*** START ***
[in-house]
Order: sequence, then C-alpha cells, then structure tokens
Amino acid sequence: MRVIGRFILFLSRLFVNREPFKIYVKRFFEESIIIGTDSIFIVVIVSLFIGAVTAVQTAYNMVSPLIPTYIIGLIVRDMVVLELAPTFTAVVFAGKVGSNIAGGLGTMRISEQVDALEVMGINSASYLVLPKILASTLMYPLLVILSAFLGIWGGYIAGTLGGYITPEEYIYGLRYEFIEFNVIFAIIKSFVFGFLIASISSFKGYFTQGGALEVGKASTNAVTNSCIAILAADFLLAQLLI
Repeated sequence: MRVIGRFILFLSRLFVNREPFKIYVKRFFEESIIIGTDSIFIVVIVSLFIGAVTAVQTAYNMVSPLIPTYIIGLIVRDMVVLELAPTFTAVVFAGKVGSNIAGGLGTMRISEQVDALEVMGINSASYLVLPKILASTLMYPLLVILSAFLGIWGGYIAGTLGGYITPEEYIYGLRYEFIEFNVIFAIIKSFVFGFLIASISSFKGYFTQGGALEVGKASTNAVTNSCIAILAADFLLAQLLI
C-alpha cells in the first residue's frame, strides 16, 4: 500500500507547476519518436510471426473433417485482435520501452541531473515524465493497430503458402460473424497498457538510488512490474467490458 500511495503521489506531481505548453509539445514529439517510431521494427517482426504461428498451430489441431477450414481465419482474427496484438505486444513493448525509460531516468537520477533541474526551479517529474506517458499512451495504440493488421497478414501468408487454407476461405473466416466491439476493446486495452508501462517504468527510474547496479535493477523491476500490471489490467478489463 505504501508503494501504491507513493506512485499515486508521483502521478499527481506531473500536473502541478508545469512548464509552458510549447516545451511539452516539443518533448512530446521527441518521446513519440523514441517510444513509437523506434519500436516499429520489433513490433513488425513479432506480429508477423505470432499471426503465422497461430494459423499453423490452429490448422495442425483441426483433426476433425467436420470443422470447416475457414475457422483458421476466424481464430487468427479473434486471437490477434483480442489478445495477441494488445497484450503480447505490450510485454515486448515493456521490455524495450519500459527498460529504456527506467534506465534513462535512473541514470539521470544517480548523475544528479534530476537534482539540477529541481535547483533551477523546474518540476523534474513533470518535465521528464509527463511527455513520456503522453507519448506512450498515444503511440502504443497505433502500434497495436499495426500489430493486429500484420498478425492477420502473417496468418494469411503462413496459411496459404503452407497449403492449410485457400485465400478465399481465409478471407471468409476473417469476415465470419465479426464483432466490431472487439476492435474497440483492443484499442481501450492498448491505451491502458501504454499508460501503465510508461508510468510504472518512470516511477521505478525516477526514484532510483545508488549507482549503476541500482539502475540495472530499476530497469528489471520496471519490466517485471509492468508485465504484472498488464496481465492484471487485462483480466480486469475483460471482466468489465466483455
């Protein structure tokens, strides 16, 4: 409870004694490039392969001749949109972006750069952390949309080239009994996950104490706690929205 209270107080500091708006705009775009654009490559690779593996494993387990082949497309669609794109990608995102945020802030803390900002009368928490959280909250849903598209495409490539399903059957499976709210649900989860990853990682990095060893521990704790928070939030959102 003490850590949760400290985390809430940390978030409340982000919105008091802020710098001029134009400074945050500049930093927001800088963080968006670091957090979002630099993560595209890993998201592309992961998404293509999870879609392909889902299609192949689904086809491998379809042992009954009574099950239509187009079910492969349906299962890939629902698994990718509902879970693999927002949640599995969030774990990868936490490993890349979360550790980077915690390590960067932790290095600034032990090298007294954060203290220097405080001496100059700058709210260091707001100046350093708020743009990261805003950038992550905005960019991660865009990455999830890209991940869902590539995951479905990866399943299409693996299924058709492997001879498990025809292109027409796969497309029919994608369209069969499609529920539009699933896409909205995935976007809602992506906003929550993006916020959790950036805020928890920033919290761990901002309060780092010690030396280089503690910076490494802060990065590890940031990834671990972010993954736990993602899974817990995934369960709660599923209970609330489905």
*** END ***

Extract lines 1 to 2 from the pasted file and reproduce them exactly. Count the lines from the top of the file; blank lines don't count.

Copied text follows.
[in-house]
Order: sequence, then C-alpha cells, then structure tokens